Reading the Silence: Monuments and DatabasesThe above map may look a little geographically one-sided. And there's good reason for that.
All of the information and photographs concerning the monuments on this map were found within a single database. The Memorial Democràtic de Catalunya has gone through the effort of photographing, researching, and writing about these monuments in the Catalan region. Their entries discuss both the historic significance of the monuments as well as discuss the their current status, if an update needs to be made. The reason this database stands out is that it was the most complete digital collection of Francoist monuments located during the research process. And it raises the question about why other organizations might have done less or at least less thorough compilations.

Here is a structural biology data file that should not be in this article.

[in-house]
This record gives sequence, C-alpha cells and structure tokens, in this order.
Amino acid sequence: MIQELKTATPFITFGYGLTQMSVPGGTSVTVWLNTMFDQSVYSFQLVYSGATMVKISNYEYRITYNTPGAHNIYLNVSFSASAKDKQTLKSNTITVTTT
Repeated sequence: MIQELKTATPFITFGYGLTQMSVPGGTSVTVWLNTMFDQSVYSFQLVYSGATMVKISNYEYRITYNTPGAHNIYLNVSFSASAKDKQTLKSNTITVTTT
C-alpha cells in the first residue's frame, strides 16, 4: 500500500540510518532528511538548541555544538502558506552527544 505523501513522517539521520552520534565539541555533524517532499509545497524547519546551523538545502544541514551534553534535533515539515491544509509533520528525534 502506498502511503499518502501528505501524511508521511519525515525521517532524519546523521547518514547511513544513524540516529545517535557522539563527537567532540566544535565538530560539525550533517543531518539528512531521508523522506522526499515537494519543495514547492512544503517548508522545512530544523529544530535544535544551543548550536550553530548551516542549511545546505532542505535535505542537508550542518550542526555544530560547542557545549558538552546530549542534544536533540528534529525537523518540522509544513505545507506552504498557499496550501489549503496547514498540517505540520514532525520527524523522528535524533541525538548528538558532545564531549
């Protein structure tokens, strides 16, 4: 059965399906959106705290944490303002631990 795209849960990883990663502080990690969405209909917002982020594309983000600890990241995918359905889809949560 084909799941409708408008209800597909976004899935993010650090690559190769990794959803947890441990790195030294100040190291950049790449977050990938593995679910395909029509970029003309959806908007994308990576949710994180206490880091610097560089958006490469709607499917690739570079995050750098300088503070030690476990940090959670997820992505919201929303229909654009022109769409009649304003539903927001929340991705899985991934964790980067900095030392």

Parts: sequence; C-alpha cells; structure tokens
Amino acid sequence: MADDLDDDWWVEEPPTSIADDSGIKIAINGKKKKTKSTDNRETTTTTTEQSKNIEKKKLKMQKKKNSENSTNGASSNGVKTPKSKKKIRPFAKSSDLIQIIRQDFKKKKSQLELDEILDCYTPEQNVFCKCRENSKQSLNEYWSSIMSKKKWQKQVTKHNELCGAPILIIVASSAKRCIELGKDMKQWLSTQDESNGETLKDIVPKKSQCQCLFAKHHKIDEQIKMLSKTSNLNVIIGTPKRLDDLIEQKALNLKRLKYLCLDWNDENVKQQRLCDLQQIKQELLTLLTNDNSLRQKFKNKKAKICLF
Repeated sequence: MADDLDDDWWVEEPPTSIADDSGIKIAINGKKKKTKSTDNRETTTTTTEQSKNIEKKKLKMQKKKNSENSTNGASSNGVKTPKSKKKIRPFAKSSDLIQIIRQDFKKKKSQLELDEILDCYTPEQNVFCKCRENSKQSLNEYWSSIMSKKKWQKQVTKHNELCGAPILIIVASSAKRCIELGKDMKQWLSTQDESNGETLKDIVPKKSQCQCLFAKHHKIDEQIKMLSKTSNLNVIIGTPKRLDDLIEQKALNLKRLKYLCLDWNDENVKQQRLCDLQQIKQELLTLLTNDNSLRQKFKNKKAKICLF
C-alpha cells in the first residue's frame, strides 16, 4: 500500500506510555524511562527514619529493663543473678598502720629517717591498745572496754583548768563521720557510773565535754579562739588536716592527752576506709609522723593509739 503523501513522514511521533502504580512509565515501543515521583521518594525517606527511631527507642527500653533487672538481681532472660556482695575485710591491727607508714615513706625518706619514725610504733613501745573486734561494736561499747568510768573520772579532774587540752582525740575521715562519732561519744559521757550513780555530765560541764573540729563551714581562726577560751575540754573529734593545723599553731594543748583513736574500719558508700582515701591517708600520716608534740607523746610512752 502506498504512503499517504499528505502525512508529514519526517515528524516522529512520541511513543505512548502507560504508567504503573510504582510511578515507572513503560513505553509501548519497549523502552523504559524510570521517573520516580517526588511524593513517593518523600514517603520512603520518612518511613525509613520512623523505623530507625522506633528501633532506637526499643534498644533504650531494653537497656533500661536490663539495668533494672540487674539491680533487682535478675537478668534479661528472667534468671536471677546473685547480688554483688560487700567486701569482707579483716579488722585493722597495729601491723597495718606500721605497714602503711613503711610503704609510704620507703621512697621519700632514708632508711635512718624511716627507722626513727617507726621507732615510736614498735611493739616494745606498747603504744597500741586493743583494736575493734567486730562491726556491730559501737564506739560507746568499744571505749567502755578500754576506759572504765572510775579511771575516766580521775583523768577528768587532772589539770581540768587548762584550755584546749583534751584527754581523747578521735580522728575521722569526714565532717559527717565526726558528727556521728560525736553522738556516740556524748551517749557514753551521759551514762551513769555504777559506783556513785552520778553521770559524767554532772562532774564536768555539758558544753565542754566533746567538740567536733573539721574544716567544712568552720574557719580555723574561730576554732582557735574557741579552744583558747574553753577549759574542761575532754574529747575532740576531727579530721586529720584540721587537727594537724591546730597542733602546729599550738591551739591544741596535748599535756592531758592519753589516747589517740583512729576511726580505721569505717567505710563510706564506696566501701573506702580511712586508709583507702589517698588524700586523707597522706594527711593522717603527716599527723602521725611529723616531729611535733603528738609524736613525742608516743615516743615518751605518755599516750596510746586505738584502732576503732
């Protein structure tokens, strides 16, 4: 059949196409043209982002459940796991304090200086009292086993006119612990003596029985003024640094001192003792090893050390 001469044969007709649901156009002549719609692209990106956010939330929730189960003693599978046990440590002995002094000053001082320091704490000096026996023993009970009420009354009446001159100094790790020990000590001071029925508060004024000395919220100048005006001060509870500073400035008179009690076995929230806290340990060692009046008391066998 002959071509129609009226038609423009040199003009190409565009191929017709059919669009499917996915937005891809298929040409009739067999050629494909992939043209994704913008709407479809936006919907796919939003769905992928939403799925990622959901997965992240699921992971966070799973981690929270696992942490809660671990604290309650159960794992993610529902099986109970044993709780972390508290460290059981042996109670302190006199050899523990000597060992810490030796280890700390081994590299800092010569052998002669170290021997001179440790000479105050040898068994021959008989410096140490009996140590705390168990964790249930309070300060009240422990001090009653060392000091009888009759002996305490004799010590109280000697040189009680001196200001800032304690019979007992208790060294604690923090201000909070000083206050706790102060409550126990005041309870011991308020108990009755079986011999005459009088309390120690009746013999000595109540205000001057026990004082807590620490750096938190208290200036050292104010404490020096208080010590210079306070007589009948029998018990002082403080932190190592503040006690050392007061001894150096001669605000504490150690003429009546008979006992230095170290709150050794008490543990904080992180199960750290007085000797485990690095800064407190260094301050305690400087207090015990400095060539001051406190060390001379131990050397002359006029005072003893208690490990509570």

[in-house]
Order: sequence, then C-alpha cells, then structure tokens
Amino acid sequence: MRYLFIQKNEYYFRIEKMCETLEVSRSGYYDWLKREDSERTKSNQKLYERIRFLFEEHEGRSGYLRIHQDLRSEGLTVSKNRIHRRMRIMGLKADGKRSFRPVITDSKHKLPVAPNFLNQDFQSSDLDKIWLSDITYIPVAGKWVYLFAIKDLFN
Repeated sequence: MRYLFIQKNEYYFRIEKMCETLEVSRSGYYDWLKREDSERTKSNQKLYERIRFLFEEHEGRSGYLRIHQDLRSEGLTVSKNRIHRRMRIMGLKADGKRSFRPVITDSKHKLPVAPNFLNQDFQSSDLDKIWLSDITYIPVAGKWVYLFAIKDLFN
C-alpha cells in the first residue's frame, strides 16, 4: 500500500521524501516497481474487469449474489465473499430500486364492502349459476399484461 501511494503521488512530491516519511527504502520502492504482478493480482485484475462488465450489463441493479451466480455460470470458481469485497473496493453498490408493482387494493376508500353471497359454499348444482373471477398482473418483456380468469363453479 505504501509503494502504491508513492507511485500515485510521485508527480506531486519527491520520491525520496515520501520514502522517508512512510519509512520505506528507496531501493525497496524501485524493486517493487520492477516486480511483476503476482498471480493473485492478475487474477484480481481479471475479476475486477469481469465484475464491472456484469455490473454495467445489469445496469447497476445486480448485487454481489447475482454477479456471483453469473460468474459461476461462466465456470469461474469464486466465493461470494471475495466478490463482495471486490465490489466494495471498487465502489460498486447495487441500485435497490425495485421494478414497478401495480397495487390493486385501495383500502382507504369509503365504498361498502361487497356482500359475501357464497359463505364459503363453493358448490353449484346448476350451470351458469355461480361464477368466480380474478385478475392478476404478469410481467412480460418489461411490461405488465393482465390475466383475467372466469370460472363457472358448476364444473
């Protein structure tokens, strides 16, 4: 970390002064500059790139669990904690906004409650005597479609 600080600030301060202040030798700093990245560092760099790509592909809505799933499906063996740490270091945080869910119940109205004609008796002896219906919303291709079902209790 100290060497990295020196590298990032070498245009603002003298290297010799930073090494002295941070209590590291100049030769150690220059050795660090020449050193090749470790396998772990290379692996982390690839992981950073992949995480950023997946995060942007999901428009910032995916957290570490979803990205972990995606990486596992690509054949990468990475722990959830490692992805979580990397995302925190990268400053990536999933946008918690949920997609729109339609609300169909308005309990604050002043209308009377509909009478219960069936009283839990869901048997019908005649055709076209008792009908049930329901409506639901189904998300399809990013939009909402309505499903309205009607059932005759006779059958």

One possibility might be that Catalans, as an ethnic group, differentiated themselves from the rest of the Spanish population. For them, life under Franco meant a suppression of their culture. Their own language was discouraged even to the point of not being taught in classrooms. For many Catalans, remaining monuments may still represent a time of repression on every aspect of their culture that differed from the uniform narrative preferred by the Franco regime. Documenting these monuments could be both a form of remembering the hardship and reckoning with it.